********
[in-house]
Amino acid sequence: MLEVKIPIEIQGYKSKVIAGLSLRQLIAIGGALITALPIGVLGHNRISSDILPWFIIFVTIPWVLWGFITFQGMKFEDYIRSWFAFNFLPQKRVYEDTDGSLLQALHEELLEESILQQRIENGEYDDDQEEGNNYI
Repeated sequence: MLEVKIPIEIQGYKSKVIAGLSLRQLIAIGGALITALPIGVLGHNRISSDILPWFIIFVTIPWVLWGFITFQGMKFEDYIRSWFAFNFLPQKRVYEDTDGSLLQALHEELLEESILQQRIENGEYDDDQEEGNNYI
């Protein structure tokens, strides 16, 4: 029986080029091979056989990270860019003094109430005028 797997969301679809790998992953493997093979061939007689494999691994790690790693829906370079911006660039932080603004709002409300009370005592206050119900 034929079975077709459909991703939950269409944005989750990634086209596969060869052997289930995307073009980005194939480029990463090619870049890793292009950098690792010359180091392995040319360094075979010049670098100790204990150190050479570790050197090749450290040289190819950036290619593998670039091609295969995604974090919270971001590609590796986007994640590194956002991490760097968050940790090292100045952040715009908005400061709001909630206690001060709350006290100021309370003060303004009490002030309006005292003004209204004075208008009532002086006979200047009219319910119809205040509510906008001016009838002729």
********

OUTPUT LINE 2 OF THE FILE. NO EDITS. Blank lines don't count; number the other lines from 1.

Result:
Amino acid sequence: MLEVKIPIEIQGYKSKVIAGLSLRQLIAIGGALITALPIGVLGHNRISSDILPWFIIFVTIPWVLWGFITFQGMKFEDYIRSWFAFNFLPQKRVYEDTDGSLLQALHEELLEESILQQRIENGEYDDDQEEGNNYI